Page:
CoreLogic
Mercury Network
2017
$153M
Data analytics and valuation technology management
RealPage
Lease Rent Options
2017
$300M
Property and revenue software platform
Oracle
Aconex
2017
$1.2B
Cloud software construction platform
View the Space
Hightower
2016
$300M
Cloud based leasing and portfolio data
Zumper
Padmapper
2016
$10M
Residential search platform
Ritchie Brothers
Iron Planet
2016
$785.5M
Platform to buy, list, sell construction equipment
Roper Technologies
ConstructConnect
2016
$632M
Integrated applications and project information
Oracle
Textura
2016
$663M
Cloud software construction platform
Expedia
HomeAway 2015
$3.9B
Hospitality
AltiSource Portfolio Solutions
Rentrange
2015
Undisclosed
Market intelligence platform
AltiSource Portfolio Solutions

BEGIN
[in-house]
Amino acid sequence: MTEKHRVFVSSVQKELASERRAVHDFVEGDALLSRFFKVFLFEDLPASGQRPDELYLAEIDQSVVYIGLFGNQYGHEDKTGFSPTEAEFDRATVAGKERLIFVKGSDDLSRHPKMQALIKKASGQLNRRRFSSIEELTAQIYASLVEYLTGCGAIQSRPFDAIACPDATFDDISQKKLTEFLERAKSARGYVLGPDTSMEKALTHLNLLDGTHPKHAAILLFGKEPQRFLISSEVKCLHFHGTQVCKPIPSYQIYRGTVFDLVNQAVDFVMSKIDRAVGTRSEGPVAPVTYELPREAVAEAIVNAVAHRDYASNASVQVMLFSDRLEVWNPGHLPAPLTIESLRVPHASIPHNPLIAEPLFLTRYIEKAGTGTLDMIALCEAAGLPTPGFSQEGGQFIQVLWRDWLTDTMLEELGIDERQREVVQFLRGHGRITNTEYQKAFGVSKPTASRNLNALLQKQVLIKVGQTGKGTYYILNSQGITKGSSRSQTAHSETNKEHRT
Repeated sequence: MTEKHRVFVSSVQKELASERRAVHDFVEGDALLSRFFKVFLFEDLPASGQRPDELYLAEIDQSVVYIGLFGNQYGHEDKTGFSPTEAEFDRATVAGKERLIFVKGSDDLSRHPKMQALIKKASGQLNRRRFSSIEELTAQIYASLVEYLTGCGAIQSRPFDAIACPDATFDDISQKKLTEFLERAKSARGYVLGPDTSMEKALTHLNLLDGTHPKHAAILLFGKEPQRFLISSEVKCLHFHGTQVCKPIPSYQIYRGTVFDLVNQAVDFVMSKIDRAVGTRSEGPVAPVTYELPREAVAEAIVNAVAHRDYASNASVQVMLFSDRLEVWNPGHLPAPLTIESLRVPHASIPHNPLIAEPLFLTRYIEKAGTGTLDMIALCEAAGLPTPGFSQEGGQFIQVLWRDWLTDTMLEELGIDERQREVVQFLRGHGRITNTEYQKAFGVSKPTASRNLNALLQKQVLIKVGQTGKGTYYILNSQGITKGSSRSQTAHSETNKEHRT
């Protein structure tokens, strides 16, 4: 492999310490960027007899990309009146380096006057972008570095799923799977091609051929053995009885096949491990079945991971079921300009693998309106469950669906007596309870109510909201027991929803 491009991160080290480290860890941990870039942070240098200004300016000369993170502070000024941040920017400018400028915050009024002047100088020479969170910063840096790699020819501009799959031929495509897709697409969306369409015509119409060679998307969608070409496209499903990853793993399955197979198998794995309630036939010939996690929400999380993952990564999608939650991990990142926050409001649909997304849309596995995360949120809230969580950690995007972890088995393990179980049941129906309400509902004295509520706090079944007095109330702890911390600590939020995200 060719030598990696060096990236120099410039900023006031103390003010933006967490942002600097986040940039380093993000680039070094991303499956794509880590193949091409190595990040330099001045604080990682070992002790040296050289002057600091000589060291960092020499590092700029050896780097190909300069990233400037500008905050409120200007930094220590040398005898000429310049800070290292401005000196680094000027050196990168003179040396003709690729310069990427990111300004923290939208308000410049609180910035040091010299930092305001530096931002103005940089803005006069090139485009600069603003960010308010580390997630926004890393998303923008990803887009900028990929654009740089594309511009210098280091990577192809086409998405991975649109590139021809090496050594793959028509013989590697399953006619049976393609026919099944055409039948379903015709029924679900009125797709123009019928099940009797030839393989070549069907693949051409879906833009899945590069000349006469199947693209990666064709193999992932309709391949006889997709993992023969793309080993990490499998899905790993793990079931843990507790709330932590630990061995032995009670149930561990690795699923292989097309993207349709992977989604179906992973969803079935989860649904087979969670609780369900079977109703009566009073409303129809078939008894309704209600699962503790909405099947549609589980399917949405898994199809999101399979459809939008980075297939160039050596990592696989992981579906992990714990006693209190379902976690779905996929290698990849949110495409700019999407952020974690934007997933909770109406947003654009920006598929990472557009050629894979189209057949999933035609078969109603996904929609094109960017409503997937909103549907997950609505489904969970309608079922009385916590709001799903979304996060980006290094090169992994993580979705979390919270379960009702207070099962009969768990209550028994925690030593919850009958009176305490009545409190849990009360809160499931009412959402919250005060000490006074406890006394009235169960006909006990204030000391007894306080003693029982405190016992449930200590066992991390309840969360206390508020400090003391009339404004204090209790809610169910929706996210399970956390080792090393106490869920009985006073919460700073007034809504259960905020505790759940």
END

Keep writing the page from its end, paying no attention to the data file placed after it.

Investability
2015
Undisclosed
Mortgage data platform
Zillow
Dotloop
2015
$108M
Online database and e-signing service
Zillow
Trulia
2015
$3.5B
Online real estate database
Source: CapitalIQ


Stage Two: Real Estate/Technology Company Combinations

The consolidation of small PropTech technology companies coupled with the fact that certain real estate sectors like hospitality, retail, office, residential and industrial, are well-positioned for technological transformations aimed at correcting operational inefficiencies, is expected to result in a second tier of real estate/tech combinations.

For those companies where implementation of uniform technology across the portfolio yields operational and economic advantages, acquisitions of mission-critical tech assets – in lieu of recurring licensing – will provide ownership of and immediate and ongoing use of the technology. The associated cost-savings, together with the bottom line operational efficiency savings may be the more long-term economically efficient model for certain real estate businesses.